Thursday, April 21, 2011

Who's at the helm

Laura told me she disagrees with my post from last week. She thinks people control their own life much more than my low rating of 2 allows for.

“Uh-oh,” I thought. “What did I write?” I intended last week's post to be about societal control, not individual control. I believe individuals indeed do control a lot about how their lives go—a person's attitudes and decisions have profound consequences. Last week's post muddies that distinction.

On a scale from 0 to 10, where 0 means our choices have no effect on our personal circumstances and 10 means those circumstances are entirely effected by our choices, I stand at a 7. Maybe lower—it depends how much I discount uncontrollable factors like where we're born and what our parents are like. Nevertheless, my score is higher than a 2 when it comes to individual control. It's societal control that I wrote about and scored as a 2, and it's societal control that I think is mostly illusory.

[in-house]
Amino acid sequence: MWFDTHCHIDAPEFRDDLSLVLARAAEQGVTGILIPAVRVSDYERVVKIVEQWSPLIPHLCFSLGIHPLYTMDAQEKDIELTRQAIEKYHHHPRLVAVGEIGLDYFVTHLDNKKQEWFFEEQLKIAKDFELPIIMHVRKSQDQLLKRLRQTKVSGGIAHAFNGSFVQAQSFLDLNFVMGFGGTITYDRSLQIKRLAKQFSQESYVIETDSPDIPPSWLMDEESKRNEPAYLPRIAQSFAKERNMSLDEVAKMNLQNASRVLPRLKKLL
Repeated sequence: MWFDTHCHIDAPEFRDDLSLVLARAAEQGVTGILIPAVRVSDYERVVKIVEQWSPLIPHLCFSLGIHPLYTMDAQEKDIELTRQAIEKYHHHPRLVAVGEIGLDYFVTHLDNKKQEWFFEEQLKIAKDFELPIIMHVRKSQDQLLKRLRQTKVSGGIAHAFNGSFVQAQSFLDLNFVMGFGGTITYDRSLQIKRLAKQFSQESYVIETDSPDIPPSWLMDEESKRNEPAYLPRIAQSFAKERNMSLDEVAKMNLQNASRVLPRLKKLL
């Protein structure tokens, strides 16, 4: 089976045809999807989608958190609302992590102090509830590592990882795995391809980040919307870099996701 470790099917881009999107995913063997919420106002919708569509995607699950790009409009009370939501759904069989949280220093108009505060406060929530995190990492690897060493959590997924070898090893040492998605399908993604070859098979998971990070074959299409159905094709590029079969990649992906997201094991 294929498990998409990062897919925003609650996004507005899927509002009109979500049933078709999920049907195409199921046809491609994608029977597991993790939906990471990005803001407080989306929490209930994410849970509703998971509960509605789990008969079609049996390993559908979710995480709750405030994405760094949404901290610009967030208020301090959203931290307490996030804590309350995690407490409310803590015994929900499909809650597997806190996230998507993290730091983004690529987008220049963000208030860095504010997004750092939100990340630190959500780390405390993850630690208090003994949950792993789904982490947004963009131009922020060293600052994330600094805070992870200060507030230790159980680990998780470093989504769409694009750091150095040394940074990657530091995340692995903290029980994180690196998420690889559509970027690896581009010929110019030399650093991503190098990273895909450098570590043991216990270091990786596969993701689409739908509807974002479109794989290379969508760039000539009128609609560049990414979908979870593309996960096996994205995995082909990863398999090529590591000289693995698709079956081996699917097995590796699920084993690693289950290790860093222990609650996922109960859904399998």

The world is like a ship with a crew but no captain. Each crewman goes about his work, and that makes the ship appear orderly in some ways. But no one is at the helm, and the ship goes whichever way the current leads. Someday the crewmen may decide whether to step aboard a lifeboat or else drown in arctic waters. Or they may choose whether to ferry to a calm beach in the South Pacific or remain off shore. The crewmen choose, and their choices impact their lives. But the kinds of choices they make—their options—aren't up to them or anyone else on the ship.

Almost. That analogy represents the extreme score of 0—where society is entirely uncontrollable. My score of 2 extends the metaphor by saying that occasionally someone succeeds in getting their hand on the helm, and they steer the boat for a while. But not for long. There's a frenzied struggle of would-be captains all around the helm, and there's no limit to their willingness to mutiny against the current captain to set their own course for a few moments. The result is little different than having no captain at all.

No comments: